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From Tyson Norris <tnor...@adobe.com.INVALID>
Subject Re: Improving support for UI driven use cases
Date Sat, 01 Jul 2017 22:35:34 GMT

> On Jul 1, 2017, at 2:07 PM, Alex Glikson <GLIKSON@il.ibm.com> wrote:
> 
>> a burst of users will quickly exhaust the system, which is only fine for 
> event handling cases, and not fine at all for UI use cases.
> 
> Can you explain why is it fine for event handling cases?
> I would assume that the key criteria would be, for example, around 
> throughput and/or latency (and their tradeoff with capacity), and not 
> necessarily the nature of the application per se.
> 
> Regards,
> Alex

Sure - with event handling, where blocking=false, or where a timeout response of 202 (and
fetch the response later) is tolerable,  exhausting container resources will simply mean that
the latency goes up based on the number of events generated after the point of saturation.
 If you can only process 100 events at one time, an arrival of 1000 events at the same time
means that the second 100 events will only be processed after the first 100 (twice normal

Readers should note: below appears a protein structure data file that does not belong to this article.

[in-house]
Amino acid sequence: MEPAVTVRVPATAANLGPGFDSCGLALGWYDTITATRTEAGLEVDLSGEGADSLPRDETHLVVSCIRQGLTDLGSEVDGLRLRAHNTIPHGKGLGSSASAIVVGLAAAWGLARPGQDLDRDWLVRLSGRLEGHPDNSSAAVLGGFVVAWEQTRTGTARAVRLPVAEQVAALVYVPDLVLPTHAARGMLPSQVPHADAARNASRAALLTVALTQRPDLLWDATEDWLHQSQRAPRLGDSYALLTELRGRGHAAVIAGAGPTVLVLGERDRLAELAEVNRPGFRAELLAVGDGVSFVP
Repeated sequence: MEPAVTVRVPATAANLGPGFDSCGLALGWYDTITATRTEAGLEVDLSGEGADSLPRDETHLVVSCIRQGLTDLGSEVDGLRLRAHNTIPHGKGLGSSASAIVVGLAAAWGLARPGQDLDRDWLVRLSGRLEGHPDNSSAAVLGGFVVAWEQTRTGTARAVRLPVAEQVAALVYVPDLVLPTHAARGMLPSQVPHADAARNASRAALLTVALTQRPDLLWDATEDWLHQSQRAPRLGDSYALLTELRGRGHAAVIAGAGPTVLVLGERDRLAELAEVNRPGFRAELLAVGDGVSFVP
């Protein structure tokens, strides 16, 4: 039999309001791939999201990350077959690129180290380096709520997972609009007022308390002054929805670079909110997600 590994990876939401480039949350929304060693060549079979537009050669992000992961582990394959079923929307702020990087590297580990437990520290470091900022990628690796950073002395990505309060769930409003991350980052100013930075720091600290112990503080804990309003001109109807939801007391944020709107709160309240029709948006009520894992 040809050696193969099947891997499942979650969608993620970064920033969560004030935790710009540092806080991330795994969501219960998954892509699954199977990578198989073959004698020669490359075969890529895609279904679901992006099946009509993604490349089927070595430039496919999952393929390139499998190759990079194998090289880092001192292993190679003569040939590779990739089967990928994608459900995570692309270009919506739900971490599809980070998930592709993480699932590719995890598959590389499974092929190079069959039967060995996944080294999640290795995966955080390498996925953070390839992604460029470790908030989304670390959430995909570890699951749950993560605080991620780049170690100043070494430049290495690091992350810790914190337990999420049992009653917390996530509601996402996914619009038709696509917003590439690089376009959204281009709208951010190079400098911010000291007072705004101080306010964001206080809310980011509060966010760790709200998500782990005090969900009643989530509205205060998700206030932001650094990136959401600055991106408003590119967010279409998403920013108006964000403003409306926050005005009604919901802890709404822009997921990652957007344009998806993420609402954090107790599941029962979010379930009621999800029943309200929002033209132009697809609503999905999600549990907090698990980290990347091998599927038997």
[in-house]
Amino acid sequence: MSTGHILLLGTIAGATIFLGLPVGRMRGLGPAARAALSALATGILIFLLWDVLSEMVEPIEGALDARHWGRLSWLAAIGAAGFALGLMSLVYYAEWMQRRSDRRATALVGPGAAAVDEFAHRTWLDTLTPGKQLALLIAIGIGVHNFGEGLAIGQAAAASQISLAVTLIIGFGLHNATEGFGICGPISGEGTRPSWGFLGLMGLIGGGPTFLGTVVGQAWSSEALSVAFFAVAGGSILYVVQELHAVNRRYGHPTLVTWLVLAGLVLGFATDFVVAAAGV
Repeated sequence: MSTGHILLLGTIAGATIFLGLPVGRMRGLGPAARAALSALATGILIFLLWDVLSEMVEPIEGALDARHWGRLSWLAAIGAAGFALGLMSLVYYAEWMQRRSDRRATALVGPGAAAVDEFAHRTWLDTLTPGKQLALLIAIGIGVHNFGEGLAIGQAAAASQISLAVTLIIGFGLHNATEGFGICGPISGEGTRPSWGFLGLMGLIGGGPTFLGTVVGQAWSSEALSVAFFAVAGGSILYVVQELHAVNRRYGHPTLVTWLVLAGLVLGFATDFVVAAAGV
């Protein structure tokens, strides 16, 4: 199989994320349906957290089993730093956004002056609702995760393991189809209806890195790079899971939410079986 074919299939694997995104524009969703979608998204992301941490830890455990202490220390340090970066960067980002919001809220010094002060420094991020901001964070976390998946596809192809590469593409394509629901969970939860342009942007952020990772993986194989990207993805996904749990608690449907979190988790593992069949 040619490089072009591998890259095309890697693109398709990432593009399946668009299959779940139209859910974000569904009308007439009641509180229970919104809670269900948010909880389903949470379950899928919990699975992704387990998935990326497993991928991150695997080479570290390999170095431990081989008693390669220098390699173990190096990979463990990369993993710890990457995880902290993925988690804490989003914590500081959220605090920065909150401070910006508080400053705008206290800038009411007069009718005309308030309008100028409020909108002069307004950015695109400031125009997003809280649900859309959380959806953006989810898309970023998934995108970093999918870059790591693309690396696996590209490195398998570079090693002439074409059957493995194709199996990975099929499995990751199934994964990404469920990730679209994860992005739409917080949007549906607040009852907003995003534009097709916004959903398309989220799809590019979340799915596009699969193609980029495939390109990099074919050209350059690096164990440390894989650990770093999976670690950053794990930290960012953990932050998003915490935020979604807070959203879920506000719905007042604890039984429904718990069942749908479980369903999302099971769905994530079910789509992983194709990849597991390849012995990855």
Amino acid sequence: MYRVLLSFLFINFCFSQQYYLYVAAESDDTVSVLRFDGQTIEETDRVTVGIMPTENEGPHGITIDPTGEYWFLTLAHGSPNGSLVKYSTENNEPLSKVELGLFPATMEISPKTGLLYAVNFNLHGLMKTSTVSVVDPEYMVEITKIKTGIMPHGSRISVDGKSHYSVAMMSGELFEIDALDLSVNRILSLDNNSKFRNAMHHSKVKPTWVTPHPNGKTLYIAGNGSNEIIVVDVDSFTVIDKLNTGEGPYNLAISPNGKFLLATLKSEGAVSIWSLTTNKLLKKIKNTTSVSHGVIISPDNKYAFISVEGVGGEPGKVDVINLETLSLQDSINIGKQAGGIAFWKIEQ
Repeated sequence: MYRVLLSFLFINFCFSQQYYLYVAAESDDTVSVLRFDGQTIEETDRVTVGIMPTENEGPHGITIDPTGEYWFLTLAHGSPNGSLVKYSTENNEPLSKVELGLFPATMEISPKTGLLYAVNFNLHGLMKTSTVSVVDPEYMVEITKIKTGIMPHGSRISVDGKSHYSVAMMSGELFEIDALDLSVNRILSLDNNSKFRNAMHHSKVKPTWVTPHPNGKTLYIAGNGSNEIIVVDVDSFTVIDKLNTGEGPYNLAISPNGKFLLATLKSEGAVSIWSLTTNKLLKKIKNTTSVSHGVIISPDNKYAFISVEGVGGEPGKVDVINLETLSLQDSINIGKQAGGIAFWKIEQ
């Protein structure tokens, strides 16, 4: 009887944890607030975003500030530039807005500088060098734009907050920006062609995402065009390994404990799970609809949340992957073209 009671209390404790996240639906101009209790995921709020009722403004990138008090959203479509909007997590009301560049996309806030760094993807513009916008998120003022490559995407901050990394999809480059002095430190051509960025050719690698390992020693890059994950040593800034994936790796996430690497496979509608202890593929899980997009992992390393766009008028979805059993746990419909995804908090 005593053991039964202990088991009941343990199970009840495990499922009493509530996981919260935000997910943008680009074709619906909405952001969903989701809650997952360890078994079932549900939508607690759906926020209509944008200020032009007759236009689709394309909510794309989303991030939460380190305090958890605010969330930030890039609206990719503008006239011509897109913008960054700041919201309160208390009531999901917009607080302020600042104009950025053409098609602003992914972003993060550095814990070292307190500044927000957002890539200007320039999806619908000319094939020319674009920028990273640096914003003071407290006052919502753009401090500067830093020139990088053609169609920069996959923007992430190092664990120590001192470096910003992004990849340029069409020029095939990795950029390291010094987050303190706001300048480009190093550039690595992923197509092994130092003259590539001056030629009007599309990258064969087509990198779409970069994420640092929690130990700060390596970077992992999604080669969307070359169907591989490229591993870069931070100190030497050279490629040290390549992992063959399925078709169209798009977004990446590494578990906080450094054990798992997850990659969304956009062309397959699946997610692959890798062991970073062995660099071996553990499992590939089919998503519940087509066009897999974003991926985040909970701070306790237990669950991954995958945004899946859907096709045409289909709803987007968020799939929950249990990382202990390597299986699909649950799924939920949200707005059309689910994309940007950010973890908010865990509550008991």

latency), third 100 events after that (3 times normal latency), 4th 100 events after that
(4 times normal latency) etc. But if no user is sitting at a browser waiting for a response,
it is unlikely they care whether the processing occurs 10ms or 10min after the triggering
event. (This is exaggerating, but you get the point)

In the case a user is staring at a browser waiting for response, such a variance in latency
just due to the raw number of users in the system directly relating to the raw number of containers
in the system, will not be usable. Consider concurrency not as a panacea for exhausting container
pool resources, but rather a way to dampen the graph of user traffic increase vs required
container pool increase, making it something like 1000:1 (1000 concurrent users requires 1
container) instead of it being a 1:1 relationship. 

Thanks
Tyson
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